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Week 3: Human Nature

Tutor: Dr Claudia Stein

Today the question of human nature is often answered in relation to evolutionary biology, particularly its most sexy disciplines: genetics and the cognitive brain sciences. What human nature is lies in our genes and brain activities, we are told. Once we understand these better and unlock their secrets, human nature is solved, once and for all.

Who does not fall for such a promise? However, the idea that the biological sciences have the key to and authority over what it means to be human is a recent development, emerging only during the later nineteenth century in tandem with the increasing power of evolutionary theory, the rise of global capitalism, and rampant nationalism and imperialism.

What tends to be forgotten is that for the longest period in human history the question of what it means to be human was discussed by philosophers and theologians. The body’s biological functions were not unimportant in these debates but secondary.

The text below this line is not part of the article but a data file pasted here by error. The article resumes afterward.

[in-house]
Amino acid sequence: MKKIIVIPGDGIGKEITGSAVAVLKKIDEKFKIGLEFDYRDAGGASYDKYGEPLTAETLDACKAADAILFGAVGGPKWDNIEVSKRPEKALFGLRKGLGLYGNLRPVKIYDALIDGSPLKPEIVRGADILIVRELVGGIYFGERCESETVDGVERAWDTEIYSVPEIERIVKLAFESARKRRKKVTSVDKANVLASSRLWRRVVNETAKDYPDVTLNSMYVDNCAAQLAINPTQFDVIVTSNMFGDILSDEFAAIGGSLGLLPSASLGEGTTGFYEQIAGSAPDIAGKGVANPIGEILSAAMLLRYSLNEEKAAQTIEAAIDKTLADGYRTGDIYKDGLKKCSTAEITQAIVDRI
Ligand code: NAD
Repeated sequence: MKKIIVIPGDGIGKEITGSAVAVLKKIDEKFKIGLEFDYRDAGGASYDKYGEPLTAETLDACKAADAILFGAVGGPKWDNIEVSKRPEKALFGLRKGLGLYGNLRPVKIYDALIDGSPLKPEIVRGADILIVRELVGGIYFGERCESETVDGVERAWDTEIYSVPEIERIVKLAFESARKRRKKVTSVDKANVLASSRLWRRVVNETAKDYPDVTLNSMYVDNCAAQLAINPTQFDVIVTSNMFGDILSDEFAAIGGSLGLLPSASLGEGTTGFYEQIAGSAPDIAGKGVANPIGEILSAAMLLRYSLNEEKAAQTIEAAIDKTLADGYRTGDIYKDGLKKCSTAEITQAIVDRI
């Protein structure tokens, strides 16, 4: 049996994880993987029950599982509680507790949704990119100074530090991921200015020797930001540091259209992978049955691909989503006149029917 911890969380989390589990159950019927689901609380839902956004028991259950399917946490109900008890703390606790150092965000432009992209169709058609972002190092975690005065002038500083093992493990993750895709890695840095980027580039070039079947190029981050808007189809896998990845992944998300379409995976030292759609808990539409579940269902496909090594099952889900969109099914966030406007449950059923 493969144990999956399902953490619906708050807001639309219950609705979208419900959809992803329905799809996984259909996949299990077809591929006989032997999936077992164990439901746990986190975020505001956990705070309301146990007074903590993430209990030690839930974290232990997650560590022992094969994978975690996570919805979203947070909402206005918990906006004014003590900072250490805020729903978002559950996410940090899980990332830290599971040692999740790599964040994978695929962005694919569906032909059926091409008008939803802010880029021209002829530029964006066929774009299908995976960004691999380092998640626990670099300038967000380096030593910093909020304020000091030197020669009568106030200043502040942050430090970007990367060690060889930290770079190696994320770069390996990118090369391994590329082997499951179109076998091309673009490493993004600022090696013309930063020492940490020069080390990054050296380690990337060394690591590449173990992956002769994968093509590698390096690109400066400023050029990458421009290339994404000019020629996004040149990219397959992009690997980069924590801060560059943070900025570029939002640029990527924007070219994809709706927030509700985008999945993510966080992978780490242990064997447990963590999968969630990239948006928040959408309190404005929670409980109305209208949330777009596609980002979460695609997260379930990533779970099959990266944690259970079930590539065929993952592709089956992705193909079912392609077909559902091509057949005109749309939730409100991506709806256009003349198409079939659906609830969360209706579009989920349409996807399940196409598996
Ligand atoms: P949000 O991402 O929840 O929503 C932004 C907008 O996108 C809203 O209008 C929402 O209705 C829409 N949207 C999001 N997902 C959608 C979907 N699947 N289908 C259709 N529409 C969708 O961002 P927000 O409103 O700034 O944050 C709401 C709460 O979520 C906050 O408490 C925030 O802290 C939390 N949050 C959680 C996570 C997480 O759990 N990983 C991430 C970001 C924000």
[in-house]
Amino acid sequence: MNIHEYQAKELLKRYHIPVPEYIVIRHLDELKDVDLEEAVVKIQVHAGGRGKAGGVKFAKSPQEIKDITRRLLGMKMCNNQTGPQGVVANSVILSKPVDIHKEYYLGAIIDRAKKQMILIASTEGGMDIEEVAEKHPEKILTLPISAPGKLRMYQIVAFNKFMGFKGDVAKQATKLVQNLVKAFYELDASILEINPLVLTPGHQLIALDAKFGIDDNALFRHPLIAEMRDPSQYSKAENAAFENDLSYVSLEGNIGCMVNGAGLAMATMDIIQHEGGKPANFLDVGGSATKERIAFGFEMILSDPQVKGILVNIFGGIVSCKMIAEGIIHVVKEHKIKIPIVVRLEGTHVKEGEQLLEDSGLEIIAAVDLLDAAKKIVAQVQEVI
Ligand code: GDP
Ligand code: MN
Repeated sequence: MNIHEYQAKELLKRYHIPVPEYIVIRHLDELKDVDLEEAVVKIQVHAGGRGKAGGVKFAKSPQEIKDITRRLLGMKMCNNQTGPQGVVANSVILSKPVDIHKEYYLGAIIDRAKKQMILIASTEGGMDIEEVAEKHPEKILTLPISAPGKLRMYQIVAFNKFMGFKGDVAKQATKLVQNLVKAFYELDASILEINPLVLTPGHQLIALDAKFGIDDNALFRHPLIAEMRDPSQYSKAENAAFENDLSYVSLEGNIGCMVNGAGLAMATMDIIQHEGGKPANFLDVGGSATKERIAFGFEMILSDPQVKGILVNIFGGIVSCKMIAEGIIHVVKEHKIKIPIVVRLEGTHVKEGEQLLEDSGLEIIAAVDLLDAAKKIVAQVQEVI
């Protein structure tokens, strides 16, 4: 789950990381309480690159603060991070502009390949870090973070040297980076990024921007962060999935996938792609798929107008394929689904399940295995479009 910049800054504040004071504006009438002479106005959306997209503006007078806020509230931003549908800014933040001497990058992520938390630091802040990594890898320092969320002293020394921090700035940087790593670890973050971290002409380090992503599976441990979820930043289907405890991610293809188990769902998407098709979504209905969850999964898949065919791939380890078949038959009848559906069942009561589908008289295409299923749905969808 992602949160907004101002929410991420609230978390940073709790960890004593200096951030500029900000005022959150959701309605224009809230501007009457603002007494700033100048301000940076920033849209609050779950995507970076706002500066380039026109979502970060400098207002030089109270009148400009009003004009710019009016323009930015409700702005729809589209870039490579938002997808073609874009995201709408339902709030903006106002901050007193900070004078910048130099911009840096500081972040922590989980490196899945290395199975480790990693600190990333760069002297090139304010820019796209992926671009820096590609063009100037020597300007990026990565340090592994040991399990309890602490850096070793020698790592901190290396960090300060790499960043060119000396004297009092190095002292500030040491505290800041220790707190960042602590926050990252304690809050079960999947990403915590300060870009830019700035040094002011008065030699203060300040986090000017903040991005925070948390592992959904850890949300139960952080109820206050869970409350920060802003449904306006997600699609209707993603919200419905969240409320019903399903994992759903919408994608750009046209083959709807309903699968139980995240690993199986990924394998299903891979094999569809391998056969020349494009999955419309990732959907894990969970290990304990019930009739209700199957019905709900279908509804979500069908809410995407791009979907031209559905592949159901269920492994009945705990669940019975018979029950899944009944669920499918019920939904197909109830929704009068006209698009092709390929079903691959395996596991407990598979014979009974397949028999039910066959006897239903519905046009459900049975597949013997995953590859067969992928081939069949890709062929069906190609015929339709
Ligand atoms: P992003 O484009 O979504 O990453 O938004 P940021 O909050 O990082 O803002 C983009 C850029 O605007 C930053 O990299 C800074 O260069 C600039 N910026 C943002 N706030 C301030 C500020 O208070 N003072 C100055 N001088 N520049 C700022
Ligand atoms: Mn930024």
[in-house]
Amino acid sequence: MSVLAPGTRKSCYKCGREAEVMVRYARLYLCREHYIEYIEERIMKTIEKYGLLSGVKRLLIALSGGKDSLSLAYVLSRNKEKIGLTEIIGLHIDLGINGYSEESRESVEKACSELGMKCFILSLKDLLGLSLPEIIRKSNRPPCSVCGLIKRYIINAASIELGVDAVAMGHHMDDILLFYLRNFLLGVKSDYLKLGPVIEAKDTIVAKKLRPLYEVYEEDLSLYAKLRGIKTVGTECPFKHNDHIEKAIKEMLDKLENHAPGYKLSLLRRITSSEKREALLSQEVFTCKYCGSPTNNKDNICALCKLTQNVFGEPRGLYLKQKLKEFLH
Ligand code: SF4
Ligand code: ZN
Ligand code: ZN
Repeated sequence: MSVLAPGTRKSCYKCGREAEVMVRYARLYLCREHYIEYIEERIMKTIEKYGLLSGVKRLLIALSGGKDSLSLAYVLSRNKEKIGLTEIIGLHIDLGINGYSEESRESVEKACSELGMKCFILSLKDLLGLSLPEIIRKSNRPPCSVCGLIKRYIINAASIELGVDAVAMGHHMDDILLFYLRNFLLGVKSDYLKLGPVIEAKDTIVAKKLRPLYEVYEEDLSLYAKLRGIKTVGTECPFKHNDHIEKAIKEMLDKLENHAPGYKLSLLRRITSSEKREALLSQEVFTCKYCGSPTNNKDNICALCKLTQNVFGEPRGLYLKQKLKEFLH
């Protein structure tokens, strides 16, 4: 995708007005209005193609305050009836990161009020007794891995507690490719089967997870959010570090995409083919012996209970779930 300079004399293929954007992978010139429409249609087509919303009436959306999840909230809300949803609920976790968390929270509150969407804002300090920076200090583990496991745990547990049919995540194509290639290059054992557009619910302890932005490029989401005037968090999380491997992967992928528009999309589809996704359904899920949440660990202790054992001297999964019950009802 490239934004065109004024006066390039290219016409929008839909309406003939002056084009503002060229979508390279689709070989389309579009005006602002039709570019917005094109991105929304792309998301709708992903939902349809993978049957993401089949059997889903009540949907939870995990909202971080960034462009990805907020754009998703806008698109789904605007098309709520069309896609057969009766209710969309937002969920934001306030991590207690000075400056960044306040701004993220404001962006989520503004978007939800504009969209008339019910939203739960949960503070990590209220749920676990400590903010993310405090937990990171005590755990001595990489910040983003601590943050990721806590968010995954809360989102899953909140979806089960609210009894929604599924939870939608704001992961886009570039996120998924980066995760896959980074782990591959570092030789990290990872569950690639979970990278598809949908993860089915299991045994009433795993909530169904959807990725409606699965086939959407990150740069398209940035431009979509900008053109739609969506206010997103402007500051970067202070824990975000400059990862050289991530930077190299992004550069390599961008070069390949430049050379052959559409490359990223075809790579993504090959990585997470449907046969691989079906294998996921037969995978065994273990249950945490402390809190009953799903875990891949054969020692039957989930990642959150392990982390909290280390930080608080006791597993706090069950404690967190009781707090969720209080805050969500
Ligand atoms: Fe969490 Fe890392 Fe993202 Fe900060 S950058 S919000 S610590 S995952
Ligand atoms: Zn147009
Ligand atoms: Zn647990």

The lecture introduces into the history of human nature --- still to be written -- and argues for the great importance of history in the discussion over what it means to be human. It will then move to an early modern example, central to debates over human nature, the soul, in order to demonstrate how problematic it is to reduce the history of human nature to that of evolutionary biology.

Seminar Readings

Bono, James, ‘Medical Spirits and the Medieval Language of Life’, Traditio 40 (1984): 91-130.

Harari, Yuval Noah, Sapiens: A Brief History of Humankind (London, 2011), pp. 3-21.

Smith, Roger, Being Human: Historical Knowledge and the Creation of Human Nature (Manchester, 2007), Introduction and chapter one.

Further Readings

Park, Katharine, ‘The Organic Soul’, in Charles B. Schmitt and Quentin Skinner (eds.), The Cambridge History of Renaissance Philosophy (Cambridge, 1988), pp. 464-484.

Smith, Roger, ‘The Language of Human Nature’, in Roy Porter, Christopher Fox, and Robert Wokler, Inventing Human Science: Eighteenth-Century Domains (Berkeley, 1995), pp. 88-111.

‘Self-Reflection and the Self’, in Roy Porter (ed.), Rewriting the Self: Histories from the Renaissance to the Present (London, 1997), pp. 49-60.

Siraisi, Nancy E., Medieval & Early Renaissance Medicine: an Introduction to Knowledge and Practice (Chicago, 1990), Chapter 4, pp. 78-115.